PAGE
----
Mr. Williams shielded the surveillance cameras, in violation of RPD procedure, so each alleged buy could not be video recorded.
After each controlled buy, Mr. Williams, Abdullah, and the VICE team produced fake heroin allegedly purchased from the arrested individuals.
Abdullah claimed he also searched Mr. Williams after each controlled buy and never located any contraband on his person.
Abdullah, against RPD policy on the Management of Informants, met alone with Mr. Williams, before and after buys.
Abdullah always paid Mr. Williams without any other officers present, which was also a violation of RPD policy, requiring witnesses to be present for these payments.
Upon information and belief, RPD VICE Officers … assisted in this scheme by signing receipt of informant funds sheets, falsely stating that they had witnessed payment of informant funds to Mr. Williams. …
RPD VICE officers sometimes conducted field tests on the fake heroin—immediately after the alleged buy from the arrested individuals—and each time it tested negative for a controlled substance.
The negative field tests were never preserved, recorded, or noted in the RPD officers’ reports.
Destroying evidence of negative field tests would constitute obstruction of justice. When I asked Freeman about those missing tests a few weeks ago, she told me:
“In and of itself, it may not be criminal. Things get lost, they get disposed in the natural course—I’m not saying that’s what happened here. I’m just saying, that’s why I know it’s frustrating to people. But I mean, that’s why you have to go through a process of investigation, not just jump to the conclusion that x means y, but certainly in the scope of this investigation, if that is something that can be validated, that’s something that people would be looking at and trying to investigate.”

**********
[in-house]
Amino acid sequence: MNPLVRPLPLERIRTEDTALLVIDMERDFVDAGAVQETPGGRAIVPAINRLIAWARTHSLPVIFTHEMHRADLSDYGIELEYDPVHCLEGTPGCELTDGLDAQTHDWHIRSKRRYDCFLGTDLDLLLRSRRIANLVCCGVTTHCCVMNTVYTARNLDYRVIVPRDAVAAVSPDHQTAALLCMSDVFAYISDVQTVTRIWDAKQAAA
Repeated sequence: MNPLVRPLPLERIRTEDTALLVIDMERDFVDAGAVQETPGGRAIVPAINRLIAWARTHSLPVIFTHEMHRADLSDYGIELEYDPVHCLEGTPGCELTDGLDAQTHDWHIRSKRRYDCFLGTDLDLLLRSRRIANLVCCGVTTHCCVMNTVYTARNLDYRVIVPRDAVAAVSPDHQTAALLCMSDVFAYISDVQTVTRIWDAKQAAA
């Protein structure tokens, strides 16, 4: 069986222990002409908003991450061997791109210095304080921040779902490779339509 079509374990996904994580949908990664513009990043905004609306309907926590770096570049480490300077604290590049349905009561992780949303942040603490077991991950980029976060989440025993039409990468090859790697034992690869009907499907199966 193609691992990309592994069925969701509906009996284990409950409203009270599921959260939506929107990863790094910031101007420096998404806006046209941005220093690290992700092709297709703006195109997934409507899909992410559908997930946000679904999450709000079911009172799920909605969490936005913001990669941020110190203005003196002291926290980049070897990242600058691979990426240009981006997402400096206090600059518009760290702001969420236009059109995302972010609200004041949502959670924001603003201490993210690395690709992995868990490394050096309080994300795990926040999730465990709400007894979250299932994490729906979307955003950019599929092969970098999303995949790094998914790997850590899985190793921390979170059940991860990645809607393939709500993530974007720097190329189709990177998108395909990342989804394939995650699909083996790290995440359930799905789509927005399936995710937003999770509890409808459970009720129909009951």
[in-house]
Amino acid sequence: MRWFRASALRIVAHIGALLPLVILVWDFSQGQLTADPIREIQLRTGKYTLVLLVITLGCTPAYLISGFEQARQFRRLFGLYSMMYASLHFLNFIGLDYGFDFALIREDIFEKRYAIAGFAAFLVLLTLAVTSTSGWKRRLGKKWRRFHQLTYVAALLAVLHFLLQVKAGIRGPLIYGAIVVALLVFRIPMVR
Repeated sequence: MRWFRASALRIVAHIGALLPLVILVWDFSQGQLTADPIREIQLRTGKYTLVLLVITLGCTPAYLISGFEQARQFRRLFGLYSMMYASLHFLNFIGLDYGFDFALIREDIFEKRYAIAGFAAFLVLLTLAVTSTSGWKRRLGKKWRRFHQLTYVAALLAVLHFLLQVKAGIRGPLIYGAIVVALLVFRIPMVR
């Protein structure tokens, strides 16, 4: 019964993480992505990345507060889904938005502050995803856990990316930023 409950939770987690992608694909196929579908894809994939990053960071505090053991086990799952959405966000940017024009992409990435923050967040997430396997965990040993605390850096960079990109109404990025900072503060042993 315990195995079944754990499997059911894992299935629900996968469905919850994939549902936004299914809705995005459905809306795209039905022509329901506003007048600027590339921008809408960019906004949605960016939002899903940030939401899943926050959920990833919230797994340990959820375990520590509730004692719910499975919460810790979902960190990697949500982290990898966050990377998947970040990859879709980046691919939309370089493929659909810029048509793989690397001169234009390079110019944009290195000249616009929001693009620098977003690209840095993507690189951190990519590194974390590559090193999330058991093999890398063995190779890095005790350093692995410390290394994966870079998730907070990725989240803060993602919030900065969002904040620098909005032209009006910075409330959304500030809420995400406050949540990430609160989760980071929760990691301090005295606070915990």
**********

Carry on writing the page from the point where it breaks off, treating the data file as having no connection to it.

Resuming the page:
(That—I think—is one of the parts of my Freeman profile that I’m pretty sure won’t make the final cut. There’s soooo much material.)
Among other things, the plaintiffs want the RPD to end the practice of no-knock warrants.
» So, It Sure Looks Like Putin’s Invading Ukraine
I’m not going to hold myself out as an expert on Eastern Europe or Vladimir Putin or anything like that. I’m sure Twitter has plenty of PhDs from the University of Google who can tell you all about how it’s Joe Biden’s fault. But you don’t have to be an expert to know that yesterday, Europe moved closer to what might be its largest military conflict since 1945.
Russian President Vladimir Putin signed decrees ordering military forces into two separatist regions of Ukraine for “peacekeeping” purposes as Moscow recognized the breakaway regions’ independence Monday.
Putin signed a decree recognizing the areas—a move that Russia could use to justify an attack in those locations—and an agreement of cooperation with the heads of the two regions: Denis Pushilin of the Donetsk People’s Republic and Leonid Pasechnik of the Luhansk People’s Republic. The separatists do not control the entirety of their regions, and it was not clear Monday evening whether a military incursion could occur.
And then …